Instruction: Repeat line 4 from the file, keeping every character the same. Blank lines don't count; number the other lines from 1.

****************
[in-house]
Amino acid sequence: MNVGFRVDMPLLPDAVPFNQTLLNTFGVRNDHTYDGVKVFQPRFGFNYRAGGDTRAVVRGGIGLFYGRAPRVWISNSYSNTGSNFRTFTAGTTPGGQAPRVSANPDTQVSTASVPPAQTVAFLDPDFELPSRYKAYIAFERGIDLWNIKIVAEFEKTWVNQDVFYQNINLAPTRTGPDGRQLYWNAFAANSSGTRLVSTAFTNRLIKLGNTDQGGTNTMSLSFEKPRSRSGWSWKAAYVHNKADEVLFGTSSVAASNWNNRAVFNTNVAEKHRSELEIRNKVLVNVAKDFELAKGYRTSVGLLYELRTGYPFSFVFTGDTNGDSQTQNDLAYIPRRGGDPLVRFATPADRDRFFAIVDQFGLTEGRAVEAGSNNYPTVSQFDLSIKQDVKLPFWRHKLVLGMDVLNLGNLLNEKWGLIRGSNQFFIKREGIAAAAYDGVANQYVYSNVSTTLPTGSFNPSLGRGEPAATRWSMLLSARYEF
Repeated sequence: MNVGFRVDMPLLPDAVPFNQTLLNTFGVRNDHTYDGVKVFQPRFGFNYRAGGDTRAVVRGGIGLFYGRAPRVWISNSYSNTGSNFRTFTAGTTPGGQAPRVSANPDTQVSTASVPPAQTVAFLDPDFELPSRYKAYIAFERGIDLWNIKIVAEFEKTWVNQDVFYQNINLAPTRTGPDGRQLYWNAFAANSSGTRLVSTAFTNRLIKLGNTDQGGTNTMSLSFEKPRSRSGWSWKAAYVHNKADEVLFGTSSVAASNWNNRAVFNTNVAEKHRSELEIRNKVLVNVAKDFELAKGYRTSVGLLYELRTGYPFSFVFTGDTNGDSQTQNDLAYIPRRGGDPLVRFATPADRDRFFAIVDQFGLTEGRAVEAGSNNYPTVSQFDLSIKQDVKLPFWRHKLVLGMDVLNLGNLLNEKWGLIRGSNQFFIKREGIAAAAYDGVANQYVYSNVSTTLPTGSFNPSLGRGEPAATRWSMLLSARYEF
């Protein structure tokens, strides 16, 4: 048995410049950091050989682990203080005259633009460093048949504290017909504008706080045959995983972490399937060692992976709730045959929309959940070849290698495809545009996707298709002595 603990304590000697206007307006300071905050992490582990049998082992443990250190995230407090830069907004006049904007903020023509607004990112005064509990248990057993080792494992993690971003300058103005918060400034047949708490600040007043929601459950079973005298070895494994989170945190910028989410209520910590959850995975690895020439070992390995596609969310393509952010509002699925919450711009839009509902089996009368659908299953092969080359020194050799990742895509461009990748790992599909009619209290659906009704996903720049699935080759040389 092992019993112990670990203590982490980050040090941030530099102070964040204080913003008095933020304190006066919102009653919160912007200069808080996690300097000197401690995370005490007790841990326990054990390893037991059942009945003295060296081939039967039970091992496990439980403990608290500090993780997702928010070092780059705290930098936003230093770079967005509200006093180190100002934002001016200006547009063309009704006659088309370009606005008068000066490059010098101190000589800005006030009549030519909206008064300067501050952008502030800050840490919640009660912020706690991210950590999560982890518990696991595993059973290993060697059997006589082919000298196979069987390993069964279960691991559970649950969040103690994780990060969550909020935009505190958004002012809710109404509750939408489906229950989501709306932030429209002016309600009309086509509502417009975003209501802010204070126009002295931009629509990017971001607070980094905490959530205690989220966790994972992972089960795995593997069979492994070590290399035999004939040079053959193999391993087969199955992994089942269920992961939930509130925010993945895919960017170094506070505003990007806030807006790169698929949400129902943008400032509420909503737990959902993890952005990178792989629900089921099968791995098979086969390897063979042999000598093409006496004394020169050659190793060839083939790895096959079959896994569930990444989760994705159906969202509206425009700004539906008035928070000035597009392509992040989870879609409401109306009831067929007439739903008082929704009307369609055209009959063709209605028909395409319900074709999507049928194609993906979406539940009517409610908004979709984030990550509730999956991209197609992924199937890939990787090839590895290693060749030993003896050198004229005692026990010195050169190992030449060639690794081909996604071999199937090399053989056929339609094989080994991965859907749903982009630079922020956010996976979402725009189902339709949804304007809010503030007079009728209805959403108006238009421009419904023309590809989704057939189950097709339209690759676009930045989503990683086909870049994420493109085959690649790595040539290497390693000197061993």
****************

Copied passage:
């Protein structure tokens, strides 16, 4: 048995410049950091050989682990203080005259633009460093048949504290017909504008706080045959995983972490399937060692992976709730045959929309959940070849290698495809545009996707298709002595 603990304590000697206007307006300071905050992490582990049998082992443990250190995230407090830069907004006049904007903020023509607004990112005064509990248990057993080792494992993690971003300058103005918060400034047949708490600040007043929601459950079973005298070895494994989170945190910028989410209520910590959850995975690895020439070992390995596609969310393509952010509002699925919450711009839009509902089996009368659908299953092969080359020194050799990742895509461009990748790992599909009619209290659906009704996903720049699935080759040389 092992019993112990670990203590982490980050040090941030530099102070964040204080913003008095933020304190006066919102009653919160912007200069808080996690300097000197401690995370005490007790841990326990054990390893037991059942009945003295060296081939039967039970091992496990439980403990608290500090993780997702928010070092780059705290930098936003230093770079967005509200006093180190100002934002001016200006547009063309009704006659088309370009606005008068000066490059010098101190000589800005006030009549030519909206008064300067501050952008502030800050840490919640009660912020706690991210950590999560982890518990696991595993059973290993060697059997006589082919000298196979069987390993069964279960691991559970649950969040103690994780990060969550909020935009505190958004002012809710109404509750939408489906229950989501709306932030429209002016309600009309086509509502417009975003209501802010204070126009002295931009629509990017971001607070980094905490959530205690989220966790994972992972089960795995593997069979492994070590290399035999004939040079053959193999391993087969199955992994089942269920992961939930509130925010993945895919960017170094506070505003990007806030807006790169698929949400129902943008400032509420909503737990959902993890952005990178792989629900089921099968791995098979086969390897063979042999000598093409006496004394020169050659190793060839083939790895096959079959896994569930990444989760994705159906969202509206425009700004539906008035928070000035597009392509992040989870879609409401109306009831067929007439739903008082929704009307369609055209009959063709209605028909395409319900074709999507049928194609993906979406539940009517409610908004979709984030990550509730999956991209197609992924199937890939990787090839590895290693060749030993003896050198004229005692026990010195050169190992030449060639690794081909996604071999199937090399053989056929339609094989080994991965859907749903982009630079922020956010996976979402725009189902339709949804304007809010503030007079009728209805959403108006238009421009419904023309590809989704057939189950097709339209690759676009930045989503990683086909870049994420493109085959690649790595040539290497390693000197061993």